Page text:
Buzz, Buzz: BU Creates a New Pollinator Garden
Hawes Street garden features perennials known to attract pollinating insects
Pollinating insects like honey bees and butterflies are drawn to pollen and nectar-rich flowers like catmint, lavender, and allium to feed themselves and their young. So when BU grounds worker Matt Pereira realized his dream of creating a new campus pollinator garden this summer, those plants were at the top of his list.
Visit the BU-owned George H. Wightman house at 43 Hawes Street in Brookline, and you’ll see the fruits of Pereira’s labor: a peaceful oasis with four granite-lined beds with about 20 varieties of fragrant pollinating plants. And if you pause and look closely on a late summer day you might see a few bees still milling about.
“We’re in the process of creating beds like this all across campus,” says Pereira, who has a degree in horticulture from Vermont Tech (now part of Vermont State University). In addition to the garden at the Hawes Street building, there is another pollinator garden flourishing on Comm Ave, outside the Booth Theatre.
While many people’s idea of a beautiful garden is one overflowing with annuals like impatiens or perennials like day lilies, those plants don’t actually produce a lot of nectar or pollen, so they often don’t have that many insects visiting the flowers, according to Richard Primack, a College of Arts & Sciences professor of biology. But the plants selected for the Hawes Street garden were chosen carefully because they are especially attractive to bumblebees, butterflies, beetles, and other pollinating insects.
Why are these gardens so important? More than a third of the world’s food crops come from insect-pollinated plants. But a recent survey by the University of Maryland and Auburn University reports that the country’s honey bee hives had their second-highest death rate ever last year. Fortunately, the number of honeybee colonies in the United States remains relatively stable, thanks to commercial beekeepers who have “learned how to rebound from big losses,” according to the Associated Press, because they restock their hives or buy new queens. Still, the news is troubling. Scientists don’t yet understand what exactly is behind the decline, though they believe it is a mix of climate change, parasites, habitat loss, and pesticide use.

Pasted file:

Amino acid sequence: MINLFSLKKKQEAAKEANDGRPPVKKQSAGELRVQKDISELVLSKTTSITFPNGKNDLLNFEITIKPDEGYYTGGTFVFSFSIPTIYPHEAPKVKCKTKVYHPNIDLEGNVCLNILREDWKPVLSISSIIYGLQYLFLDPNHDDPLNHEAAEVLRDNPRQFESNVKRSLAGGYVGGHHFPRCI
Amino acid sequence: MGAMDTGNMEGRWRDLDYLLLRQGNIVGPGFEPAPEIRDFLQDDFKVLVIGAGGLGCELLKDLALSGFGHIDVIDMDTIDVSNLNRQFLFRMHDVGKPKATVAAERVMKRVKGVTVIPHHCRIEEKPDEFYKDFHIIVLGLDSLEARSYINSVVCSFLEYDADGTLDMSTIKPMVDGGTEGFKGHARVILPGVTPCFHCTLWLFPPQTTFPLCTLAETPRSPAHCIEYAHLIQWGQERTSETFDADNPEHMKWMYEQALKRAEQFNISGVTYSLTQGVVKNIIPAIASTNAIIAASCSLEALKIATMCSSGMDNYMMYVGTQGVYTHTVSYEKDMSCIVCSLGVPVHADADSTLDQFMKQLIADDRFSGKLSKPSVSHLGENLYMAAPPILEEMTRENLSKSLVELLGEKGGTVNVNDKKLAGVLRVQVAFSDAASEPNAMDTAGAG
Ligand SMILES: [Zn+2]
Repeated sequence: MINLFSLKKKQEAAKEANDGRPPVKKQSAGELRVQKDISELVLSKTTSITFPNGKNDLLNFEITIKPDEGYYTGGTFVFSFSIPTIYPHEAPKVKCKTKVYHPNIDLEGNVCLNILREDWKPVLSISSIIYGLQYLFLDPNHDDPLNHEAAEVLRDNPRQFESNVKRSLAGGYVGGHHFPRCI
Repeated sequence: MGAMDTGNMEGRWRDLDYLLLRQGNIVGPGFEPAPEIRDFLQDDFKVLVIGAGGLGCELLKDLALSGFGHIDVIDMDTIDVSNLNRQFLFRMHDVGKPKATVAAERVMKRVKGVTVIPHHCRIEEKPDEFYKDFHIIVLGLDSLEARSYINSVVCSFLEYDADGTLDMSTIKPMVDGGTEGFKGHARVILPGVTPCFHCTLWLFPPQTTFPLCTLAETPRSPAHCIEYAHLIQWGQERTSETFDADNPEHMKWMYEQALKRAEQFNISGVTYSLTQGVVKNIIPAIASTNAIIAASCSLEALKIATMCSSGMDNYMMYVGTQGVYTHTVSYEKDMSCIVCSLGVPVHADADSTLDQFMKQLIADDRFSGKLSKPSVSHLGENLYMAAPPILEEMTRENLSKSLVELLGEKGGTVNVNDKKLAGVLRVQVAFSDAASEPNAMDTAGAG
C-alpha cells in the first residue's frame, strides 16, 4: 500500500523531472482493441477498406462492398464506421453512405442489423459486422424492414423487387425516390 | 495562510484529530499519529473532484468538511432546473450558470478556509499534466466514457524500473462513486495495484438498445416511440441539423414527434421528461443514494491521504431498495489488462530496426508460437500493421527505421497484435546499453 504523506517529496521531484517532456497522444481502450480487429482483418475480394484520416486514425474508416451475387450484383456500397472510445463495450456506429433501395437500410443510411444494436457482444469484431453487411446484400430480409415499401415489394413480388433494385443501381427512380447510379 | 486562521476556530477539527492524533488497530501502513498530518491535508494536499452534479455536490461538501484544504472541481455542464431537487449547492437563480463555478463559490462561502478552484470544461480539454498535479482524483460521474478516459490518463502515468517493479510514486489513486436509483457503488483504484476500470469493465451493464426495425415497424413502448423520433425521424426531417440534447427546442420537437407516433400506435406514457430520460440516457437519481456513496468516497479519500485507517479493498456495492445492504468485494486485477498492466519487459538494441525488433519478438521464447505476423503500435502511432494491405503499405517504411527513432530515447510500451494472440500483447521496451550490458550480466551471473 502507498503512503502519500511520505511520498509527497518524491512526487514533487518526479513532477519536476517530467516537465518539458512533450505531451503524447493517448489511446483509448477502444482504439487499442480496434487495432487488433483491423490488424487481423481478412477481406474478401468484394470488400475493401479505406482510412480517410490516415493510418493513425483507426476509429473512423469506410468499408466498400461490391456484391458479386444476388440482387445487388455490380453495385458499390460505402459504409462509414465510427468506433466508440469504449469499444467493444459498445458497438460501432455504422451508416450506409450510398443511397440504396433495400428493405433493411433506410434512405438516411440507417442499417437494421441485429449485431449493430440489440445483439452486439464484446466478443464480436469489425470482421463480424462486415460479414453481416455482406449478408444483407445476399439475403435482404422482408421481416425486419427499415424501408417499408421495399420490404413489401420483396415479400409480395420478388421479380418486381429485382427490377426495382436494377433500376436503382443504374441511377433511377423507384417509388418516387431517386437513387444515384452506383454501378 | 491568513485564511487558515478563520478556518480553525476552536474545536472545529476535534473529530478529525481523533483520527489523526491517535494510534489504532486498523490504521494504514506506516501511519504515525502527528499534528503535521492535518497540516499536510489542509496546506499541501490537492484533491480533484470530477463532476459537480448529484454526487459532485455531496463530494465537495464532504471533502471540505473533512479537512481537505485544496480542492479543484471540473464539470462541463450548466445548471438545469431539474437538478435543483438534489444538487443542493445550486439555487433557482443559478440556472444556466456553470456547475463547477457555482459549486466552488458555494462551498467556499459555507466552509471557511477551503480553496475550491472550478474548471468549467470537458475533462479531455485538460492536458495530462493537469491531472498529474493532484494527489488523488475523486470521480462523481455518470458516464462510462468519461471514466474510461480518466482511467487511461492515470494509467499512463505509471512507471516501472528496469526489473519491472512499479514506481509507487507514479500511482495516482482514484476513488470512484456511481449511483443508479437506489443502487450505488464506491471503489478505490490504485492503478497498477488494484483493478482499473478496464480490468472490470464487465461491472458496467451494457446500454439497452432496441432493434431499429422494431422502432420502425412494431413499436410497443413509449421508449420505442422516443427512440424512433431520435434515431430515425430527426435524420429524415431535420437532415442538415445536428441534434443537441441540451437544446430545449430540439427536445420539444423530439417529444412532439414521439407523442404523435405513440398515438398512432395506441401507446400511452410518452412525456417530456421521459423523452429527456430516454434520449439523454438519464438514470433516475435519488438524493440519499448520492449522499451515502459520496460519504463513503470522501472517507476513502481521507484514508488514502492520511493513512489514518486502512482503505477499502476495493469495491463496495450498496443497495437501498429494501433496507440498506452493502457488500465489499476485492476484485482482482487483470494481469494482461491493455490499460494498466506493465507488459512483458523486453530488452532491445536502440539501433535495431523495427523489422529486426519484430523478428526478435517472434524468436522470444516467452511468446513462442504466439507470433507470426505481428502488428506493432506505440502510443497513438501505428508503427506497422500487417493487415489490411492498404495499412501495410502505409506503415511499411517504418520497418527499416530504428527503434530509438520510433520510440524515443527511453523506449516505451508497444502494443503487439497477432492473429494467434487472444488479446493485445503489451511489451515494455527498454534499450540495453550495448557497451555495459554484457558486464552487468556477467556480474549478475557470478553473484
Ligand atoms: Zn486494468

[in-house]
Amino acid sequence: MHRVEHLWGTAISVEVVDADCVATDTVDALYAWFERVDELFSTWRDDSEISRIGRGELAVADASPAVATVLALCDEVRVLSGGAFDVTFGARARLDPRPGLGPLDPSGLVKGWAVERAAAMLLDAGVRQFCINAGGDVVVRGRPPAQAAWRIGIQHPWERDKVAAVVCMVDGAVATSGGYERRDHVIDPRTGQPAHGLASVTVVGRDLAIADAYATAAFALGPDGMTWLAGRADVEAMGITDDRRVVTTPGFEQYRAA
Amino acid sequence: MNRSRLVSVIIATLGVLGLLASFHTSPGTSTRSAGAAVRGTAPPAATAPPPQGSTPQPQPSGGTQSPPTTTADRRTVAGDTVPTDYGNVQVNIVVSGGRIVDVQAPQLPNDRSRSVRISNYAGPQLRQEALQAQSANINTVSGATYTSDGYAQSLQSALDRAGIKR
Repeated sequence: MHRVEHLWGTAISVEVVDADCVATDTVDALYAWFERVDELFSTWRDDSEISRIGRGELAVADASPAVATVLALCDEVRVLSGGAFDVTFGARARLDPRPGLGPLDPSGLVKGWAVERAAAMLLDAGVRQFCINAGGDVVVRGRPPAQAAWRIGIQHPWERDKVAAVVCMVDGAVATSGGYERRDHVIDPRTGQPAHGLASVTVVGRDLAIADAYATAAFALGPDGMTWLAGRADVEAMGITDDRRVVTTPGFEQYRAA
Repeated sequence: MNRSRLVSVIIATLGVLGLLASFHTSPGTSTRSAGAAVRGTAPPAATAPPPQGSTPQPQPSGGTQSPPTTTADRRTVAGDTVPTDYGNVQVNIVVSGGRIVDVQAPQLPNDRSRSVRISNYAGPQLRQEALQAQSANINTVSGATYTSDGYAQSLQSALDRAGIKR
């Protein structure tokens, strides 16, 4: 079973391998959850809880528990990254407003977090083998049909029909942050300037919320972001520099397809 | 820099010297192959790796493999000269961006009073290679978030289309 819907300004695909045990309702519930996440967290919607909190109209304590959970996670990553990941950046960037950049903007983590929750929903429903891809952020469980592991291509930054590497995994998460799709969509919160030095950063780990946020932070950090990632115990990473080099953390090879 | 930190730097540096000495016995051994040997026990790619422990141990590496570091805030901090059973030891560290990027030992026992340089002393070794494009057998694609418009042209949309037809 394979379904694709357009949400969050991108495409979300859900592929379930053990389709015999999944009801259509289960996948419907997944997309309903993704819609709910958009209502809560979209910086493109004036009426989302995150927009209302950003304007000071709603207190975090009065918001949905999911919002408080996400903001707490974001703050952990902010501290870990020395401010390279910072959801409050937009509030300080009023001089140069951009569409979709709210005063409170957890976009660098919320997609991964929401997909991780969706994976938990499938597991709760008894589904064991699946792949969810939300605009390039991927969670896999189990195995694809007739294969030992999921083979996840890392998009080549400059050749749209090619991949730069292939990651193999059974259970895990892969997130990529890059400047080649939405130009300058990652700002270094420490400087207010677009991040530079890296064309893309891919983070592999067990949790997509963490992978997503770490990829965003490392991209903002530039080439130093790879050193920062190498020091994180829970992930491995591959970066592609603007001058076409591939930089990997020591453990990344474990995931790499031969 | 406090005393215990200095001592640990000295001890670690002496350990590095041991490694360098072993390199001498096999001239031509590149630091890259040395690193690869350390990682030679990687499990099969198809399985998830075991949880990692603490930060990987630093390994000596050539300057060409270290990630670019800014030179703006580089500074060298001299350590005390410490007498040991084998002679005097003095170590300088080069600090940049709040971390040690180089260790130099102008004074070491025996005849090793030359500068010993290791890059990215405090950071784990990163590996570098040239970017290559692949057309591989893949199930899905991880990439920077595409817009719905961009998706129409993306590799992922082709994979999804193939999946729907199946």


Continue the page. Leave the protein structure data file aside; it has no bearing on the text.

BU Grounds is making an effort to combat this loss on campus. The team plants over 150,000 plants, trees, and bushes every year, and to increase sustainability, they have introduced several eco-agricultural initiatives, such as using organic lawn treatments and reducing water use. Pollinator gardens are another action they are taking.
On a recent warm, sunny day, BU Today visited the Hawes Street pollinator garden adjacent to the 1902 Beaux-Arts mansion built by Wightman, a wealthy steel magnate. The building is now used for classroom space and for events and conferences.
The previous garden was terrible, says Greg Limerick, manager of trucking and grounds, standing in the shade of the building’s towering porte-cochère. He calls up a photo on his phone showing bare rose plants surrounded by plastic edging. A few roses survive—it was originally a formal rose garden—and are now surrounded by cages.
“The rabbits got to the roses, hence why we now have cages up around those plants,” Pereira says. As he was talking, several hopped by, almost seeming to taunt him. “A lot of the stuff I planted are things in the mint family, like catmint and hyssop, because the rabbits tend to stay away, but the bees seem to love it.”
In mid-August, Pereira met with the University’s wholesale producer, Cavicchio Greenhouses, and then Limerick worked alongside him to plant the perennials, which also include fall-blooming anemone and caryopteris.
Limerick says the benefit of planting perennials rather than annuals is that they come back each year. While the blooming will start to diminish soon because of cooler temps and shorter days, Pereira did put in some hearty chrysanthemums, which he says should bloom until November.
“We’re trying to be more sustainable about the plantings we choose, and it’s less expensive in the long run,” Limerick says. “Instead of putting so many annuals in, now you have a lasting garden, and one that helps the bees.”
Want to know the best types of pollinating plants to use in your home garden? Visit this planting guide from Tufts University’s Tufts Pollinator Initiative.